COLUMN: How inherent is motherhood?


Gisella Mancera

Gisella Mancera, Columnist

Motherhood is a valued part of the human experience and no one can deny that mothers have a unique role in child-rearing. Carrying your future child for 9 months, going through a lengthy and painful birthing process, and breastfeeding are all unique to the mother’s ability.

Unfortunately, because of these capabilities’ women were restricted to their maternal roles. Biology became women’s destiny and research was produced in order to support women’s innate nurturing capabilities, giving them exclusive responsibility for all things parental. Consequently, it also gave an out for fathers to claim incompetency and neglect their duties as parental figures.

But does motherhood come as naturally to women as we thought? Just how inherent are mothering capabilities? The reason why I am interested in these discrepancies is that I want to be a doula after graduation and while the body may prime women with a hormonal cocktail conducive to the process of attachment, experience in motherhood is varied. In order to understand motherhood, and more broadly, parenthood, we have to deconstruct our assumptions that women have an exclusive unwavering ability to nurture.

Nancy Scheper-Hughes’ 1989 study of mothers in Bom Jesus, a place wracked with poverty in Northeastern Brazil, challenges the conception of immediate attachment to children. Due to the intense poverty and lack of sufficient food, these women do not develop a full attachment to children until later ages when it becomes more apparent the child will live into adulthood.

Hughes reports that mothers in Bom Jesus displayed a peculiar indifference to infant death. Upon further consideration, Hughes labeled this delayed attachment as a survival strategy. The delayed attachment allowed mothers to easily abandon their infants at the first sign of weakness.

This allowed for current resources to be allocated towards living family members, but also prevented the reoccurring heartbreak of mothers in an area that had a 30 percent to 40 percent infant mortality rate within the first year.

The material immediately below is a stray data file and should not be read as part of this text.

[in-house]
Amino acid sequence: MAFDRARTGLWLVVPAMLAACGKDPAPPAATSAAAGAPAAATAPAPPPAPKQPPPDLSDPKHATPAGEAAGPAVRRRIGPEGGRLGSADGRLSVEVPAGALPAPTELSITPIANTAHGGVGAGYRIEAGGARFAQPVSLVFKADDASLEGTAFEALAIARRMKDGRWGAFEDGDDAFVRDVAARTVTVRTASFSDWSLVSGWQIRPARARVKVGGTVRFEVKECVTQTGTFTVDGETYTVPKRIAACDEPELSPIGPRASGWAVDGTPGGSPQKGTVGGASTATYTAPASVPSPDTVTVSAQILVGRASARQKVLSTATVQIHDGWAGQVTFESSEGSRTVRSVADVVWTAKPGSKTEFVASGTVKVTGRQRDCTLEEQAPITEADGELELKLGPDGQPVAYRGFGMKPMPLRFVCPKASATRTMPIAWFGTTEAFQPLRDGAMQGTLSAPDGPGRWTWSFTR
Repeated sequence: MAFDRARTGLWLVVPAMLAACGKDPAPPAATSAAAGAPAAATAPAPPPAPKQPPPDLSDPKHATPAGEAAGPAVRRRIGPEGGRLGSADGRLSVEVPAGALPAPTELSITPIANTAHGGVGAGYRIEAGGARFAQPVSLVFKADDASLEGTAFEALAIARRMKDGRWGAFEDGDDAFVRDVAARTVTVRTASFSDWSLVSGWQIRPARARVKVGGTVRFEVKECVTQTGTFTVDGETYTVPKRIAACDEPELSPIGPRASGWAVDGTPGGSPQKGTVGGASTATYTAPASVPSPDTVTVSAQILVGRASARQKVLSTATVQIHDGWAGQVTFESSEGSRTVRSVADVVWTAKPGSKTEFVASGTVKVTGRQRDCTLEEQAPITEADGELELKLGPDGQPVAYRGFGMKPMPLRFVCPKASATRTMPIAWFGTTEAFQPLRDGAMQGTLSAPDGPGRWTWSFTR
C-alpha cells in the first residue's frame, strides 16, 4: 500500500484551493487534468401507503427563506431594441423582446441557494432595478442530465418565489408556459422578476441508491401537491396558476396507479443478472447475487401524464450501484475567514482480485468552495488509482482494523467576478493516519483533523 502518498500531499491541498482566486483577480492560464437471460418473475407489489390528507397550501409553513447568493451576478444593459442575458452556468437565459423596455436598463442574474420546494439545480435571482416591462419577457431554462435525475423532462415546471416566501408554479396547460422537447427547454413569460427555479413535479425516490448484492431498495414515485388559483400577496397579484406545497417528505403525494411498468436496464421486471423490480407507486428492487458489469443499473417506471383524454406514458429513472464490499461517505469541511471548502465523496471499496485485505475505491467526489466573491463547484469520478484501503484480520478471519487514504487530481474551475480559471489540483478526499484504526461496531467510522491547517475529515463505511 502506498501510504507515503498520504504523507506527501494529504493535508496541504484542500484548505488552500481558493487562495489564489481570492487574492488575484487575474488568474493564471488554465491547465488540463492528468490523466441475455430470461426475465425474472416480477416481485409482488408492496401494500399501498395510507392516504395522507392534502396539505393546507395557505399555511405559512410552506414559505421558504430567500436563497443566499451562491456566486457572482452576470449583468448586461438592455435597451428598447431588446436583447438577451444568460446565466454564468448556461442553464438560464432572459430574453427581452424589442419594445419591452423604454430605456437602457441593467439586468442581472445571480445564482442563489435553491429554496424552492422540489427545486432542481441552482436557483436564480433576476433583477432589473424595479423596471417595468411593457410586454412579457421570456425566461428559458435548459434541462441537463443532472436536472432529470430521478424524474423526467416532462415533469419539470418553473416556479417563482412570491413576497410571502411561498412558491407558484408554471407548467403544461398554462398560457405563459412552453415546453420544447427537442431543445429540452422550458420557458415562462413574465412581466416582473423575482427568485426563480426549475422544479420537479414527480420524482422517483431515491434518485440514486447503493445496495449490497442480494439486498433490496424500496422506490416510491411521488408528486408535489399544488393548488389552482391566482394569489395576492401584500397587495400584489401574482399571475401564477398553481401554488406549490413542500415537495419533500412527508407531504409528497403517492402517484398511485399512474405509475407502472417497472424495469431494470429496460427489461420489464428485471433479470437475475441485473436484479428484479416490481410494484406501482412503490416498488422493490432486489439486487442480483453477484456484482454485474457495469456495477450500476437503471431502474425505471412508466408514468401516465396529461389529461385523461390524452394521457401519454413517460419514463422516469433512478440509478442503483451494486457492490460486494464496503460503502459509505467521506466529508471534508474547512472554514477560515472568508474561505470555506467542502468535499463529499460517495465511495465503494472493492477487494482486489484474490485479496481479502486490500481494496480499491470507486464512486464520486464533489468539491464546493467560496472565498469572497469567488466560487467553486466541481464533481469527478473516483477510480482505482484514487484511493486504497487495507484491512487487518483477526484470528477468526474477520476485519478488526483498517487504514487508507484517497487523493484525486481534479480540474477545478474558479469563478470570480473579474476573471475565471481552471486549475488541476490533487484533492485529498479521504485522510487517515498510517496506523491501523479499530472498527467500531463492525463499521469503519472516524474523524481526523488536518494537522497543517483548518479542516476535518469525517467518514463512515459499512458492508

Previous ideas have held that women have a certain biological response priming them for the social responsibility of a child. Women were thought to have a parental brain, or structural and hormonal processes in the brain that makes one in tune with the baby’s needs.

When taking MRI’s of straight couples, the women had a parental brain while the men did not, leading researchers to believe this was an adaption exclusive to the mother. Similar studies have been conducted on gay couples and results have shown that one partner will develop a parental brain, while the other takes on “typical dad” brain. Showing that a parental brain is not determined by sex, but as viewing oneself as a primary caregiver.

Biology is critical in encouraging parent-child relationships. However, I wanted to highlight these studies to illustrate a wider perspective not just on motherhood, but parenthood.

Additionally, the MRI study demonstrates research bias and how deep-seated ideologies can fabricate what we take as factual evidence. As social research starts to include more minority populations, we could see more of our common beliefs be challenged.

Gisella Mancera is a senior sociology major. She can be reached at 581-2812 or at [email protected].